31 July 2013
The United Nations chose South Africa for the launch of “Free & Equal”, a global campaign to promote respect for the rights of lesbian, gay, bisexual, transgender and intersex (LGBTI) people.
The campaign was launched by UN High Commissioner for Human Rights Navi Pillay, Archbishop Emeritus Desmond Tutu and South African Constitutional Court Justice Edwin Cameron in Cape Town on Friday.
A 2011 report by the UN Human Rights Office found an alarming pattern of brutal violence and widespread discrimination against lesbian, gay, bisexual, transgender and intersex people in all regions of the world. In 76 countries, adult same-sex relationships are criminalized, exposing lesbian, gay and bisexual people to the risk of arrest, imprisonment, torture and, in five countries, the death penalty.
South Africa was the first country in the world to outlaw discrimination based on sexual orientation, and the fifth country in the world and the first in Africa to legalize same-sex marriage.
Speaking at Friday’s launch, Pillay argued that eradicating discrimination of any kind required more than just changes in laws and policies; it took a change in people’s hearts and minds as well.
“Changing attitudes is never easy,” Pillay said. “But it has happened on other issues and it is happening already in many parts of the world on this one. It begins with often difficult conversations. With this campaign, we want to help start and inform millions of conversations among people around the world and across the ideological spectrum.”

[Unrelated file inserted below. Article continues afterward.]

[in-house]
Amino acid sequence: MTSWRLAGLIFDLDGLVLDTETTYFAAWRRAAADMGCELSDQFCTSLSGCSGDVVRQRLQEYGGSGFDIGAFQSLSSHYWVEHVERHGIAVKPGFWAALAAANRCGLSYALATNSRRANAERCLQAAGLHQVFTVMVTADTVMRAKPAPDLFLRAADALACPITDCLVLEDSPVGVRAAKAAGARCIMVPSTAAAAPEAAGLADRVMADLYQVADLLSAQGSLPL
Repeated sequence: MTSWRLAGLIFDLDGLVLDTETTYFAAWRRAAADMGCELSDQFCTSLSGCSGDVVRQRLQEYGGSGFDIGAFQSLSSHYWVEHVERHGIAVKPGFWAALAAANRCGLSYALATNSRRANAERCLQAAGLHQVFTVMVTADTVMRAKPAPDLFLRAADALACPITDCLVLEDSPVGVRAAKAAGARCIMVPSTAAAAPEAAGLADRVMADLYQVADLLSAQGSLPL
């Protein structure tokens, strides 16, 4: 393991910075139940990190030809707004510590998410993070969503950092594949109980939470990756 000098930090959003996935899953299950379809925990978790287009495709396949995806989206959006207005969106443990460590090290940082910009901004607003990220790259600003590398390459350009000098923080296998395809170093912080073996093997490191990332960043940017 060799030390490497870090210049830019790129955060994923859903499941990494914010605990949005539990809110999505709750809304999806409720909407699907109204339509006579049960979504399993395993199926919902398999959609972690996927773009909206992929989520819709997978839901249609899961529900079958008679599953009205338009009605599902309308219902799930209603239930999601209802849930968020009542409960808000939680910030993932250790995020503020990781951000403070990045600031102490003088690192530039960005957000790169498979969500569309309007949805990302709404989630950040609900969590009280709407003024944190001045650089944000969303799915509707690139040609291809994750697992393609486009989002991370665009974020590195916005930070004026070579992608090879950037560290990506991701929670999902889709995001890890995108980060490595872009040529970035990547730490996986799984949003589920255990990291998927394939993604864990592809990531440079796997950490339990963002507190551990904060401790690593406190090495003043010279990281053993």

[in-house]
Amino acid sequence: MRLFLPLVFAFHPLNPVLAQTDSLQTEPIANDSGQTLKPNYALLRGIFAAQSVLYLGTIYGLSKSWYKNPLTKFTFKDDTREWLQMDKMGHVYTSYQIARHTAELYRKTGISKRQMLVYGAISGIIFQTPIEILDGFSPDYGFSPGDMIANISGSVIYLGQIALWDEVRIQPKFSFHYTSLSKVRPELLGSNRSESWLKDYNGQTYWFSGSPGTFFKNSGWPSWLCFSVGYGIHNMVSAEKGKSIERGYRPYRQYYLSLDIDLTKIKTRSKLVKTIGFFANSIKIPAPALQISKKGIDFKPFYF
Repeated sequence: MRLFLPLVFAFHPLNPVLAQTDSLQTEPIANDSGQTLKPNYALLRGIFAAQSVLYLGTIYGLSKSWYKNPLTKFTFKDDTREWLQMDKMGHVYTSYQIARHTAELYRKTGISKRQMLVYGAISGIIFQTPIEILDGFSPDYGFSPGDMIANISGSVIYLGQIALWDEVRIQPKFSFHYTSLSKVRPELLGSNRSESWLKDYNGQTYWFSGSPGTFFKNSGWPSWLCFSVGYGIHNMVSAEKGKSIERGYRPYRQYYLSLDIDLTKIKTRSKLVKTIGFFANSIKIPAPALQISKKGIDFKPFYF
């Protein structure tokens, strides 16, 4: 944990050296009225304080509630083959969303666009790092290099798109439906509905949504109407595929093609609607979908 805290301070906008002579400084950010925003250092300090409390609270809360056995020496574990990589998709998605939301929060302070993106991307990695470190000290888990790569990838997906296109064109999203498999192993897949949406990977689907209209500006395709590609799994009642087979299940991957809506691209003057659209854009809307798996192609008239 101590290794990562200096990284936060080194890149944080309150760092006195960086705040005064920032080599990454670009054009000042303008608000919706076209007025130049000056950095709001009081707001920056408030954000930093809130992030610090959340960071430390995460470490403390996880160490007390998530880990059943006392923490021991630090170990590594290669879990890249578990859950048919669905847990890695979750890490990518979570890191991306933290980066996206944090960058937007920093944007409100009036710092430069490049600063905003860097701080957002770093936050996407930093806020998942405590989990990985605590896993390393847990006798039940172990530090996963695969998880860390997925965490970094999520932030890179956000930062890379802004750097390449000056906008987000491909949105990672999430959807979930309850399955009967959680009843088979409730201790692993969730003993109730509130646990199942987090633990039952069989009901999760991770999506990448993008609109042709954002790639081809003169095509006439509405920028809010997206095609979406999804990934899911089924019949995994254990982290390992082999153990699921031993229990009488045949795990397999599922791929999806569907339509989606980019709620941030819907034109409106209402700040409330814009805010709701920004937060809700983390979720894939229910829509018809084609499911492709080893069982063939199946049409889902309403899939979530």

In addition to fact sheets and articles, Free & Equal will generate a stream of content – including short videos, infographics and testimonies – designed to dispel misconceptions and negative stereotypes and encourage people to look at the lives of LGBTI people through the eyes of LGBTI people and their families.
All campaign materials will be made available on the campaign’s website, www.unfe.org.
Pillay described Nelson Mandela as a great source of inspiration for the campaign and recalled his faith in education as the best weapon against prejudice.
“He used to say that people are not born hating one another; they learn to hate,” Pillay said. “And that if people can learn to hate, they can be taught to love – that love comes more naturally to the human heart than its opposite.”
The Free & Equal campaign was developed by the UN Human Rights Office and is implemented in partnership with non-profit organization the Purpose Foundation
A number of global celebrities have already pledged their support for the campaign, including musician Ricky Martin, South African singer Yvonne Chaka Chaka, Bollywood actress Celina Jaitly, Brazilian novelist Paulo Coelho, and Brazilian singer Daniela Mercury.
Source: United Nations Office of the High Commissioner for Human Rights, with additional reporting by SAinfo